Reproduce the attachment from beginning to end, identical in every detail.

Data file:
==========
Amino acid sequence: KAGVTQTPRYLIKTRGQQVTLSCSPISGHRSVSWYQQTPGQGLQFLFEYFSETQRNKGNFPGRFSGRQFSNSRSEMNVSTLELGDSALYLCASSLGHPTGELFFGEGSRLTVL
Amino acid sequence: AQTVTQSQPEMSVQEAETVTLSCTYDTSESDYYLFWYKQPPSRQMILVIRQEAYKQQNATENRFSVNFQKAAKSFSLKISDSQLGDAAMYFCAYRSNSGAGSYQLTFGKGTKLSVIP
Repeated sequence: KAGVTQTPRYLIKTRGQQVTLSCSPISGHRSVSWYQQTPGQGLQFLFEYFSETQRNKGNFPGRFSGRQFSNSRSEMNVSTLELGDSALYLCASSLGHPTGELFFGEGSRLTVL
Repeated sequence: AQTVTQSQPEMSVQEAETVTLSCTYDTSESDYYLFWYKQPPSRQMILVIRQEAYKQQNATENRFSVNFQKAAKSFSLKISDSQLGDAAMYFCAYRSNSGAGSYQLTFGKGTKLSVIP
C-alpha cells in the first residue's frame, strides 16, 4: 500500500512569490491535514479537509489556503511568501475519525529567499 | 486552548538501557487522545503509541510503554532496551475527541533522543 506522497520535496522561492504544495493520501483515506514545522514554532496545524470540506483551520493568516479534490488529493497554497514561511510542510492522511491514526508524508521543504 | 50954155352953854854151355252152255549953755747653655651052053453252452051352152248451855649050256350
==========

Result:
Amino acid sequence: KAGVTQTPRYLIKTRGQQVTLSCSPISGHRSVSWYQQTPGQGLQFLFEYFSETQRNKGNFPGRFSGRQFSNSRSEMNVSTLELGDSALYLCASSLGHPTGELFFGEGSRLTVL
Amino acid sequence: AQTVTQSQPEMSVQEAETVTLSCTYDTSESDYYLFWYKQPPSRQMILVIRQEAYKQQNATENRFSVNFQKAAKSFSLKISDSQLGDAAMYFCAYRSNSGAGSYQLTFGKGTKLSVIP
Repeated sequence: KAGVTQTPRYLIKTRGQQVTLSCSPISGHRSVSWYQQTPGQGLQFLFEYFSETQRNKGNFPGRFSGRQFSNSRSEMNVSTLELGDSALYLCASSLGHPTGELFFGEGSRLTVL
Repeated sequence: AQTVTQSQPEMSVQEAETVTLSCTYDTSESDYYLFWYKQPPSRQMILVIRQEAYKQQNATENRFSVNFQKAAKSFSLKISDSQLGDAAMYFCAYRSNSGAGSYQLTFGKGTKLSVIP
C-alpha cells in the first residue's frame, strides 16, 4: 500500500512569490491535514479537509489556503511568501475519525529567499 | 486552548538501557487522545503509541510503554532496551475527541533522543 506522497520535496522561492504544495493520501483515506514545522514554532496545524470540506483551520493568516479534490488529493497554497514561511510542510492522511491514526508524508521543504 | 50954155352953854854151355252152255549953755747653655651052053453252452051352152248451855649050256350